So, my advice this month is to take your courage in both hands, and give it a go.   Anything which helps your words develop is worth trying.  The final word goes to Heidi, “It’s nerve-wracking because you care. It helps me not to think of myself as the focus, but the words I’ve worked so hard on are hopefully what people will be interested in. I’m the words’ best guardian and helper out into the world, and I try to be kind to them (and myself) in giving them an airing. And I try to remember to breathe!”


Find out more about Julia Webb’s poetry and activities and Café Writers events here:



and more about David Leo Sirois here:


Spoken World On-Line is affiliated to Spoken Word Paris at the Chat Noir, find out more here:


Here’s a flavour of Phil’s poetry:


and you can find out more about Heidi Williamson, including her latest poetry collection from Bloodaxe, here:


Sue Burge is a poet and freelance creative writing and film studies lecturer based in North Norfolk in the UK.  She worked for over twenty years at the University of East Anglia in Norwich teaching English, cultural studies, film and creative writing and was an Associate Lecturer in Creative Writing with the Open University.  Sue is an experienced workshop leader and has facilitated sessions all over the world, working with a wide range of people – international students, academics, retired professionals from all walks of life, recovering addicts, teenagers and refugees. She has travelled extensively for work and pleasure and spent 2016 blogging as The Peripatetic Poet.  She now blogs as Poet by the Sea. In 2016 Sue received an Arts Council (UK) grant which enabled her to write a body of poetry in response to the cinematic and literary legacy of Paris.  This became her debut chapbook, Lumière, published in 2018 by Hedgehog Poetry Press.  Her first full collection, In the Kingdom of Shadows, was published in the same year by Live Canon. Sue’s poems have appeared in a wide range of publications including The North, Mslexia, Magma, French Literary Review, Under the Radar, Strix, Tears in the Fence, The Interpreter’s House, The Ekphrastic Review, Lighthouse and Poetry News.   She has featured in themed anthologies with poems on science fiction, modern Gothic, illness, Britishness, endangered birds, WWI and the current pandemic.  Her latest chapbook, The Saltwater Diaries, was published this Autumn (2020) by Hedgehog Poetry Press and her second collection Confetti Dancers came out in April 2021 with Live Canon.  More information at www.sueburge.uk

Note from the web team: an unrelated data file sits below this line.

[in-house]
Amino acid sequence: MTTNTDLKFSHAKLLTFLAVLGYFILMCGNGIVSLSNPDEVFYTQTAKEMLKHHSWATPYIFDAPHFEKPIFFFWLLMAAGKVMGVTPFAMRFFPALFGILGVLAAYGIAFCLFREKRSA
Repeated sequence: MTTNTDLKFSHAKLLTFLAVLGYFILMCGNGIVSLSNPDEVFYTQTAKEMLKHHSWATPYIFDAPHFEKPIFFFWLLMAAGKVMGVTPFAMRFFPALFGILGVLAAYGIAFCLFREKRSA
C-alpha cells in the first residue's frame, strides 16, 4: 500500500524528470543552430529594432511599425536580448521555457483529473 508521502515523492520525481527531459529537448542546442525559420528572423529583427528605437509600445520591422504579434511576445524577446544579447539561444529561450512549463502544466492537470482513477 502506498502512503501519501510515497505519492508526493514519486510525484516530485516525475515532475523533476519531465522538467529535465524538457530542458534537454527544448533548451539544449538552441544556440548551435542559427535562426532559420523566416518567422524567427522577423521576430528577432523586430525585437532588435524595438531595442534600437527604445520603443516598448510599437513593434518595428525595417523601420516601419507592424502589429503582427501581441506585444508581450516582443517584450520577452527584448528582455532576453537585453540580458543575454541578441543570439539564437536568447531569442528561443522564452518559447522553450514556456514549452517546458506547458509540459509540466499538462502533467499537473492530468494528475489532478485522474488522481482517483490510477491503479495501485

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Published by darcie friesen hossack

Darcie Friesen Hossack is a graduate of the Humber School for Writers. Her short story collection, Mennonites Don’t Dance, was a runner-up for the Danuta Gleed Award, shortlisted for the Commonwealth Writers Prize and the Ontario Library Association's Forest of Reading Evergreen Award for Adult Fiction. Citing irreverence, the book was banned by the LaCrete Public Library in Northern Alberta. Having mentored with Giller finalists Sandra Birdsell (The Russlander) and Gail Anderson Dargatz (Spawning Grounds, The Cure for Death by Lightening), Darcie's first novel, Stillwater, will be released in the spring of 2023. Darcie is also a four time judge of the Whistler Independent Book Awards, and a career food writer. She lives in Northern Alberta, Canada, with her husband, international award-winning chef, Dean Hossack.